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Dublin: 13 °C Tuesday 14 July, 2020

'I capsized twice in six hours... all I knew was my head got smashed against the side of the cabin'

The low points stand out as the most vivid memories for Damian Browne after he completed his epic 4,800-kilometre row.

THE HARDEST DAY, Damian Browne has no doubts on recollection, was day one.

With 64 days of rowing ahead of him as he set off from the Canary Islands, it wasn’t the date 14 December that was left etched in his memory. It was the bloody distance on screen of his GPS.

Already feeling he had misjudged his taper, the technology and tide seemed to be mocking his efforts to row west.

“I saw the same point on the GPS three times, ’42.2 kilometers’. I thought I was going to go… I didn’t know what was happening. I got completely – emotionally, physically and mentally – all over the place. Without a doubt the hardest day of the lot.

Solo Irish rower Damian Browne at the finish line of the Talisker Whisky Atlantic Challenge CREDIT TED MARTIN 2_preview Source: Ted Martin.

“I was so close to not getting away, so I’m very, very grateful for that bit of determination just to tear into some rowing, not to feel sorry for myself. That would have been the easy thing to do.”

There’s a quiet to Browne as he speaks to the camera, in footage released after his Talisker Whisky Atlantic Challenge. The 37-year-old admits it takes some adjusting to life on dry land, with an onslaught of sound and distraction now surrounding him after two months on the blank expanse of the ocean. As he approached the fanfare on the shore, he reminded himself to remain ‘present’.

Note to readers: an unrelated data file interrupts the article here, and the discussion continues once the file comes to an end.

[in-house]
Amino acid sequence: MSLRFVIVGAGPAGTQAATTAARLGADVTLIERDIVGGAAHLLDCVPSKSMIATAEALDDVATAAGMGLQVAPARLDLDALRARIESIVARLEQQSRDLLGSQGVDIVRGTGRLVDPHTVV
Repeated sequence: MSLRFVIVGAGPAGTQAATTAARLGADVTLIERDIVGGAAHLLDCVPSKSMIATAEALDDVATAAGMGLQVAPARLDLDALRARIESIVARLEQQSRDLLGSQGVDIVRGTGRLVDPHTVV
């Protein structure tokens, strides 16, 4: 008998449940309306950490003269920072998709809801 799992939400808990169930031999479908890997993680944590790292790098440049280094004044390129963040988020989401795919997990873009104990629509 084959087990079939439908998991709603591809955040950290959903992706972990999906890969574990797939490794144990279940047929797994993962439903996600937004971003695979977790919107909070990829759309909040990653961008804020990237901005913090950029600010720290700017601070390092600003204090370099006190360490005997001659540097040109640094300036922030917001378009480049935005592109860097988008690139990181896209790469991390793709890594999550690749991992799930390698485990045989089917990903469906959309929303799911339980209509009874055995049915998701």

The isolation he felt as an unsupported solo long-distance rower was put in stark contrast the instant he stepped off Gulliver’s Travels  and found an emotional embrace with his father, Joe, mother Mary, and siblings Gillian and Andrew.

brownes Source: Precious Media.

A family reunited after a long winter of worry. The ocean is no place for the faint-hearted.

“I capsized twice within six hours. First one, I didn’t know anything about. I was fast asleep and all I knew was my head got smashed against the side of the cabin.

“There’s that split second when you don’t really know what’s happening. There’s books and everything all on top of you.

“That was probably the most memorable experience in the whole journey. Talk about being present, I was never so present in all my life. I was able to focus all of my strength into my grip and just ride the wave, ride the boat around.

“Even when I was under water I was incredibly calm. I had kind of practiced that, I’d visualised that kind of stuff happening. I knew that if I capsized I was going to have to be in control.

“I can vividly remember that moment where I was able to go: ‘Okay, put all your strength into your grip and just hang on until you get around to the other end.’”

That single moment encapsulates the big message Browne takes from the long, arduous journey – a trek the former pro rugby player says he would take on a second time in a heartbeat.

“There’s loads of little simple life lessons, y’know. The main one I got all along was just: never give up.

“It doesn’t matter what it is in life. Whether it it’s an ocean row, in business or sport. Just never, ever, ever give up.

“Just keep going, churning away. You’ll get there in the end.”

After 64 days at sea ex-Connacht and Leinster lock Browne completes epic row across Atlantic

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Sean Farrell

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